Staying Motivated

Training for goals is time consuming and mentally taxing. There is no shortcut to performance and the necessary rigidity of a plan can be daunting. While there is a real difficulty with setting goals and building a training plan, an even bigger challenge is to stick with the plan for its duration. Since a plan can be anywhere  from 3 months to 10 years, burnout will more than likely edge its way into your psyche.

I would not consider myself someone who likes consistency. I have moved 5 times in 5 years to 4 different states. I had a job that was full time travel and only on a jobsite for at most a year at a time and that was too much of the same for me. Even with my hobbies I am for sure scattered all over the place. I find that I always wish there was more time to watch TV  or movies, play video games, get better at mountain biking, get better at climbing, ride my road bike longer and longer, run farther, hike more, and still have time to spend with my wife and kids. It’s fair to say that even if I didn’t have to work there isn’t enough time in a day to do all these things. 

Sacrifice and prioritization are essential skills to avoiding choice paralyzation when moving through goals. Sacrifice is also what leads me to burnout. It is difficult for me not to think I am missing out on doing other hobbies when I am spending so much time focusing on a specific goal. This is my path to burnout. Your path to burnout may be different from mine but the results will be similar. It will get easier and easier to skip workouts in lieu of almost anything else. Your nutrition plan will become more of a suggestion. Left unchecked these deviations will lead to a total abandonment of your plan and consequently your goal.

In an ideal world you would not have to deal with the pressures of burning out. It would be great if the goal itself managed to always keep you psyched. If this is true for you I envy you. For those of us who need more than a distant promise to stay focused; I am presenting the methods I use to manage burnout and stay motivated through a whole training program.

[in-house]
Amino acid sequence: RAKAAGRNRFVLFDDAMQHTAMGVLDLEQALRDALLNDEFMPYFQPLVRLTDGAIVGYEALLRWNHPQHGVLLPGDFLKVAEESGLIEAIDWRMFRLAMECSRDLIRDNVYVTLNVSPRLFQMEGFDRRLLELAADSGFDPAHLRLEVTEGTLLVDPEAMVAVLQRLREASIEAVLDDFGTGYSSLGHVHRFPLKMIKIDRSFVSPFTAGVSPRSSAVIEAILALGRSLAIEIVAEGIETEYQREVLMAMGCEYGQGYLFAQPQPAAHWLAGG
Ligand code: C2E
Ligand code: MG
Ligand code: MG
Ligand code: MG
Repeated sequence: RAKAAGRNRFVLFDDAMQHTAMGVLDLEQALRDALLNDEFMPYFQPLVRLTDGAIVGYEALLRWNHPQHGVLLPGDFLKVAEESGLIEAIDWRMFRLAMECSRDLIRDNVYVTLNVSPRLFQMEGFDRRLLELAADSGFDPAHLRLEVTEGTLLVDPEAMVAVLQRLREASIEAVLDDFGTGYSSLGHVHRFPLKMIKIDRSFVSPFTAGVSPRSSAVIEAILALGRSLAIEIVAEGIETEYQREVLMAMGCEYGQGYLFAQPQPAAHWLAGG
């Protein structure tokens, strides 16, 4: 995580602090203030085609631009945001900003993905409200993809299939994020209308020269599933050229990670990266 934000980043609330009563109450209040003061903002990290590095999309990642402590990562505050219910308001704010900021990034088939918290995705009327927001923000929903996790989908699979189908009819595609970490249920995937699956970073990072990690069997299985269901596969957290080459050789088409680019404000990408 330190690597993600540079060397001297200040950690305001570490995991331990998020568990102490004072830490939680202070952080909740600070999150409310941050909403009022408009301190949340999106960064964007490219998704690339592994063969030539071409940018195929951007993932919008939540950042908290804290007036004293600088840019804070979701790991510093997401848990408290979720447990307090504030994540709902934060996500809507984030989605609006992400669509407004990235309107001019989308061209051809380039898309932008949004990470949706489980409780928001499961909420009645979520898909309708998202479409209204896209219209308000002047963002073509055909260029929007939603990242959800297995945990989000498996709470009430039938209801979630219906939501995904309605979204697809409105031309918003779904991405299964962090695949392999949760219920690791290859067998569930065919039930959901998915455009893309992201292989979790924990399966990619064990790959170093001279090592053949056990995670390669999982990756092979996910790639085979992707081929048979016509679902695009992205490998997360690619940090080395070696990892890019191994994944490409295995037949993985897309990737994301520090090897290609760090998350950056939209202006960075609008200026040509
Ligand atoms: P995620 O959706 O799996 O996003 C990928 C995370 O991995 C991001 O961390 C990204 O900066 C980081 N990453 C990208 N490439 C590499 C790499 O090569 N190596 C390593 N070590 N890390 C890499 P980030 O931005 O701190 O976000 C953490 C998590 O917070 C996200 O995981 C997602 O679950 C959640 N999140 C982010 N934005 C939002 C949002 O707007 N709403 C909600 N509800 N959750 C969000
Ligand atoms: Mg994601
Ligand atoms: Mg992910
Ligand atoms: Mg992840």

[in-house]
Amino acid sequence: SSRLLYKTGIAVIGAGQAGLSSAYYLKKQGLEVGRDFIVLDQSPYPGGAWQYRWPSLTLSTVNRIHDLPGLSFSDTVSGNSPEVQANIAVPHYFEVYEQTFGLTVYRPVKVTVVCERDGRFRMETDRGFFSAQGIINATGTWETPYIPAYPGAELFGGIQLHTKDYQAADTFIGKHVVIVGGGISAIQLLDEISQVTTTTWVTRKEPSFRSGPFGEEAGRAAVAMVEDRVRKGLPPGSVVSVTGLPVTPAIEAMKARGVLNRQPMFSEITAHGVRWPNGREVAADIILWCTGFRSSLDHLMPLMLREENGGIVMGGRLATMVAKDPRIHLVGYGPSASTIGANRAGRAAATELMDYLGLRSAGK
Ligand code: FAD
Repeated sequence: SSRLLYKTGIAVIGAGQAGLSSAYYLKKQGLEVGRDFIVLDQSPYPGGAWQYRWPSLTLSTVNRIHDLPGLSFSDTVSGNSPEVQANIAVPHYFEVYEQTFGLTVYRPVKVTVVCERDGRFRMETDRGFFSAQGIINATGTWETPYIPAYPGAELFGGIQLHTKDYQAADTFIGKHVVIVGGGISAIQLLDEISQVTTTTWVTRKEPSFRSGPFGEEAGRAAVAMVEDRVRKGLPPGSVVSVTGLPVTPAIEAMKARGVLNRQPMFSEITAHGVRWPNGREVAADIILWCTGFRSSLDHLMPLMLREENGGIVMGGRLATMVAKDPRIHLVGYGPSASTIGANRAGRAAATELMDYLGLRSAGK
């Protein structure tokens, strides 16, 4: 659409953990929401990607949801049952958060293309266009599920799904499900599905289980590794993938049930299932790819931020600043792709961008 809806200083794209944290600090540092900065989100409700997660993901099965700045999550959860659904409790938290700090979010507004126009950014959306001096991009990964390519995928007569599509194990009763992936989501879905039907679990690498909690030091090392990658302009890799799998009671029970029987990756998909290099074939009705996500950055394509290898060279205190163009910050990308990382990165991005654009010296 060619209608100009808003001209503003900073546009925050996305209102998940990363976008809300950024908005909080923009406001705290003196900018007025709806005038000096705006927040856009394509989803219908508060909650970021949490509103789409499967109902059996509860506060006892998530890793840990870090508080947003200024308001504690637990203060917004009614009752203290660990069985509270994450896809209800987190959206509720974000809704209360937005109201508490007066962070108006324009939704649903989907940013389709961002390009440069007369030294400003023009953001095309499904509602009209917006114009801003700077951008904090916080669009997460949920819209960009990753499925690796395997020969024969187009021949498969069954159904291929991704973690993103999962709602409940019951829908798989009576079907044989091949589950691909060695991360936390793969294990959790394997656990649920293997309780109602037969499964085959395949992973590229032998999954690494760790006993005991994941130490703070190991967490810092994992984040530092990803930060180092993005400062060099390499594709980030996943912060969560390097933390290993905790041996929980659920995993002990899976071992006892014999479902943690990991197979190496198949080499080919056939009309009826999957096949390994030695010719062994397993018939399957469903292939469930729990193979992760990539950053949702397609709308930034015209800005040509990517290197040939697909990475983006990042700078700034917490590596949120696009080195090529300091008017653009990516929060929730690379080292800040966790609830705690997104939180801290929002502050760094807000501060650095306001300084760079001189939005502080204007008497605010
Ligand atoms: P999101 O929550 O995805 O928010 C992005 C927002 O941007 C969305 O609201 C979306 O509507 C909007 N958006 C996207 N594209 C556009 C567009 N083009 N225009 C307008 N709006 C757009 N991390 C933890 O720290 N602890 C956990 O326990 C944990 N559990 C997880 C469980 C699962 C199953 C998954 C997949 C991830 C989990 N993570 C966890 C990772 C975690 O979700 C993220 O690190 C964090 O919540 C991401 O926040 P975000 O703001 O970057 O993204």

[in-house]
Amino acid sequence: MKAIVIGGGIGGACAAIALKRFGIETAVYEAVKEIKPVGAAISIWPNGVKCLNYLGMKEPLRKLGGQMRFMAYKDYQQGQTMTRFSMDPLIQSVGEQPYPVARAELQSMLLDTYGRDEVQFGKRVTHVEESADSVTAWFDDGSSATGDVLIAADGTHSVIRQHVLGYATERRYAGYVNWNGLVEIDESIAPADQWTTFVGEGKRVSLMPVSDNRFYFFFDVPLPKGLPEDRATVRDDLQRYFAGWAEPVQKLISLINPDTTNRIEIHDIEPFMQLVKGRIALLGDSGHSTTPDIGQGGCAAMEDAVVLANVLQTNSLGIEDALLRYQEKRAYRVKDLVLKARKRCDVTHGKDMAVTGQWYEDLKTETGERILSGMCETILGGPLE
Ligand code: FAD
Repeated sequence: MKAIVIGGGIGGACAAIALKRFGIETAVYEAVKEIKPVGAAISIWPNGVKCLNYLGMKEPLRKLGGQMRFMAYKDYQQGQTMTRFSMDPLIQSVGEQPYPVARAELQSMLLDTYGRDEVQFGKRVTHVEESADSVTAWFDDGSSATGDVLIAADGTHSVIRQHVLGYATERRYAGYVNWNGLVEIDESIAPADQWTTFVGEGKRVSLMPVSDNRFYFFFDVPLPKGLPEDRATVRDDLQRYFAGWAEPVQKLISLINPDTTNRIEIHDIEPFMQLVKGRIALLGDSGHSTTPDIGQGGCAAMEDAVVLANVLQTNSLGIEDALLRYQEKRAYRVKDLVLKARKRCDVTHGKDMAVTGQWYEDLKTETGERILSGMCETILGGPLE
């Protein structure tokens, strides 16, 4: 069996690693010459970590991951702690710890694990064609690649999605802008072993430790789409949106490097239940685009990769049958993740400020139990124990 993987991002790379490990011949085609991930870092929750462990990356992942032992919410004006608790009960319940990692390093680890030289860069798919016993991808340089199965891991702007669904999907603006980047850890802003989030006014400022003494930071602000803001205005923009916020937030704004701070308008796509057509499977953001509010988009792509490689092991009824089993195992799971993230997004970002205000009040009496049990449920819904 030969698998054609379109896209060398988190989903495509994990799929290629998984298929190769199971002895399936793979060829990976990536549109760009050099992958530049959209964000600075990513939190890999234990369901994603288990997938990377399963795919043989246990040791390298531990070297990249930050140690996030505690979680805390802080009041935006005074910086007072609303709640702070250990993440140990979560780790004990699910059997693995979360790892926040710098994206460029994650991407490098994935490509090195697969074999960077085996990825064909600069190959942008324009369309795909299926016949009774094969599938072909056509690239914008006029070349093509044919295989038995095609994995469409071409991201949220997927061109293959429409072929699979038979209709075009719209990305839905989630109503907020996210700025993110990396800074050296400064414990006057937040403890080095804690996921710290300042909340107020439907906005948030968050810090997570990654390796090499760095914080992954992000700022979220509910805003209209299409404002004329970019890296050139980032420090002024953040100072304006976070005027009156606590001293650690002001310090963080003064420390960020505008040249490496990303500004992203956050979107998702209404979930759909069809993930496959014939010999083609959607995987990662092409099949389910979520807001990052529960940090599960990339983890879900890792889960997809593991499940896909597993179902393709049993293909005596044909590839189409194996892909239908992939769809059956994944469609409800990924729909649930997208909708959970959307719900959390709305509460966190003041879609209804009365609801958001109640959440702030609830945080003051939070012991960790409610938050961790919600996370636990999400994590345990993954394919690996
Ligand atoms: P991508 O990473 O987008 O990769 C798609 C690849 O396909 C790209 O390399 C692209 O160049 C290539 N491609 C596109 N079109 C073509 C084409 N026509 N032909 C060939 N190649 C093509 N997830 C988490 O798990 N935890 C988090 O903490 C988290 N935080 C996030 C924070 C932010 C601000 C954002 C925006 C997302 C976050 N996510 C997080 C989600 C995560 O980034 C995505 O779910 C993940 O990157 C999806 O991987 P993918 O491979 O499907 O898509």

1. Keep Your Goal in Mind
  2. Track  Your Progress
  3. Make Time for Other Hobbies
  4. Take Breaks When Needed

Keep Your Goal in Mind

Throughout the duration of your training plan there will be days that you don’t really want to do the routine. With the exception of a rare personality like Chris Traeger, everyone has peaks and troughs of their motivation. These dips, unfortunately, have a far greater effect on our ability to keep a routine than all the times we did feel motivated and executed well. It is so much easier to not do something than to do it. Once you’ve not done it once, it’s easier again to not do it. 

Through these troughs it is important to push yourself out the door and into the planned activity. The most effective way to make this push to yourself is to keep your goal in mind. Your goal is what made you sit down and build a plan in the first place. Your goal is what got you motivated enough to push yourself a little more. Remembering all that positivity and energy can often put you in the same mental position you were in when you started. Even if it doesn’t hype you up to think about how awesome your goal is, it will still remind you that it is something that you wanted to strive for and if you don’t get out the door now, are you really even striving for it? 

Track Progress

If you have a documented regime that you are already following then you should already be tracking progress. Tracking workouts and progress is the best way to programmatically ensure you are on pace to meet your goal. A secondary purpose to tracking progress is to help keep motivation high. 

There is something in most humans that loves seeing numbers go up. It’s a simple dopamine response that draws people to sports, gameplay loops, efficiency, etc. Tracking progress should not be limited to writing down results in a spreadsheet or in a notebook. Data written in tables across pages can be hard to visualize. Instead take some time to create graphs to summarize your data into one visual chart that lets you really see those numbers get bigger (or smaller if that’s what matters). The trend lines are a serious hit of motivating dopamine. 

Mesocycle 1Microcycle 1 (Muscular Power)
ExcersiseRest TimeRepsSetsLoad 1Load 2Load 3Load 4
Barbell Squat180s34235235235235
Barbell Dead Lift180s34275275275275
Leg Press180s34405405405405
Romanian Deadlift180s34225225225225
Mesocycle 2Microcycle 1 (Muscular Power)
ExcersiseRest TimeRepsSetsLoad 1Load 2Load 3Load 4
Barbell Squat180s34260260260260
Barbell Dead Lift180s34305305305305
Leg Press180s34445445445445
Romanian Deadlift180s34250250250250
Mesocycle 3Microcycle 1 (Muscular Power)